But, today, I did watch the latest incarnation of that now ludicrous thing entitled Prime Minister’s Questions.

It was Boris Johnson’s first as Prime Minister, and Jeremy Corbyn’s… oh, I dunno how many he’s done in four years, well over a hundred, though. Usually he comes off badly in them. He gets six questions, and it’s rare that he – against Cameron or May – is judged to have ‘won’ the clash. Occasionally, surely, and it’s unquestionable that he’s far, far better at them now than he used to be.

Anyways, today’s was Johnson’s first and he started his PMQs not quite ‘as he meant to go on’ but how he’s spent his entire political career this far: bullshitting, dodging questions, insulting other people and blaming anyone else for the mess in which he finds himself.

Corbyn didn’t do badly per se, but he hardly did well. And when Ian Blackford asked a couple of questions, again, he didn’t do badly, but he hardly distinguished himself.

Odd thing is, though, that all three would have finished their ‘bit’ pleased with their performance, convinced they bested their opponent… and I’ve no doubt whatever that partisan supporters of each of the three would and will confirm that impression.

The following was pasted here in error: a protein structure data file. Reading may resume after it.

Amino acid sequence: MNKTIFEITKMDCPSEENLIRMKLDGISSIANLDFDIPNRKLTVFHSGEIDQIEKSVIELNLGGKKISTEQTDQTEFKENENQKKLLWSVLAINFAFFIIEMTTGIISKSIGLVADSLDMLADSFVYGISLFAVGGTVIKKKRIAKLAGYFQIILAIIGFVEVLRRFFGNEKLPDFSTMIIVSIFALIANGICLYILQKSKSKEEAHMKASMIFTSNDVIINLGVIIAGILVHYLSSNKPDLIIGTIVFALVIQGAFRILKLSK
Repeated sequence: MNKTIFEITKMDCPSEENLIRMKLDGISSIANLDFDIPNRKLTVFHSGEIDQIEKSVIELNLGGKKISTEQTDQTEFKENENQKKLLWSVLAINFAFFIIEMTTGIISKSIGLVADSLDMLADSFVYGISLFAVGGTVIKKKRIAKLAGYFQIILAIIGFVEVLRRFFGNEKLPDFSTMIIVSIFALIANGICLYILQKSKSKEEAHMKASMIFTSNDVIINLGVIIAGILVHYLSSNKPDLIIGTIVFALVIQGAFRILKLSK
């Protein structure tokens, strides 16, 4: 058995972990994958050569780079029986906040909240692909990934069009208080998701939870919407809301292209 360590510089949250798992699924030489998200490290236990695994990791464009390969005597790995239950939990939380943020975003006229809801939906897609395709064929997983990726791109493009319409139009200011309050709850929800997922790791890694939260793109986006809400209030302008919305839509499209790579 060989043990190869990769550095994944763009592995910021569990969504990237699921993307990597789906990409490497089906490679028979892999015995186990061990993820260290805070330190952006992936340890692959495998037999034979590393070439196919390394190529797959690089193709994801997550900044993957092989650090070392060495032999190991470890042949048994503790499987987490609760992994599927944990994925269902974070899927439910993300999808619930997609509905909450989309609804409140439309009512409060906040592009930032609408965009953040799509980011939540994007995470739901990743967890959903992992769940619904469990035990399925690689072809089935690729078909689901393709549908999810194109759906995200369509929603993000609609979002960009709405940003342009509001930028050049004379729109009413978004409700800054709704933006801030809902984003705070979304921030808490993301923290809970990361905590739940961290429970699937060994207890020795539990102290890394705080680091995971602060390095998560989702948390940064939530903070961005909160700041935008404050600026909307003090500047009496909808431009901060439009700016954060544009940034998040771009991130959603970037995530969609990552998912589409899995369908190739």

No, no, no, I want to talk about something else.

In a second.

Because I’d be remiss, now that I have mentioned PMQs not to highlight the question from Labour MP Tanmanjeet Singh Dhesi:

Johnson was rattled after it, and deservedly so.

( I saw Lib Dem leader Jo Swinson praise the question, decry Johnson’s response and also demand that the Prime Minister shouldbe “more careful” in the use of his language. I doubt I was the only person watching who thought Johnson being careful at all would be a good start.)

Erm… er… something else. I was going to talk about something else, wasn’t I?

Comics. Not comedians, but comic books. I’ve been rereading Freakangels the past week, the fantastic series – originally done as a webcomic – by Warren Ellis and Paul Duffield.

Basically, the set up is ‘what if the Midwich Cuckoos grew up?’ A bit more than that, obviously but set in a flooded London.

The blurb says:

Twenty-three years ago, twelve strange children were born in England at exactly the same moment. Six years later, the world ended. This is what happened next.

Every page sparkles with class, and the story about what happens when you have power but are too immature to know how to use it properly and…

…oh, ok, I’m angry again about what’s going on in Parliament.

Fuck it.

Something else tomorrow.

Comments
  1. Mr. Dhesi rightly struck home there.

    Of course, over here in Canada, you’ll recall that the local problem is that we likely have to settle for Trudeau the Younger lest we bring in fellow-travellers to the likes of Trump and Johnson by mistake…or, worse, by the design of those we oppose.

    • Mr Dhesi did indeed; however, as you’re more than aware, his own party has its issues about antisemitism and he seems quite content – as do other MPs highlighting Johnson & the Tories weakness in this matter – to stay without demanding their Leader apologise and go. He’s studiously avoided the subject, in fact.

      So, the hypocrisy is in both parties, deep and large.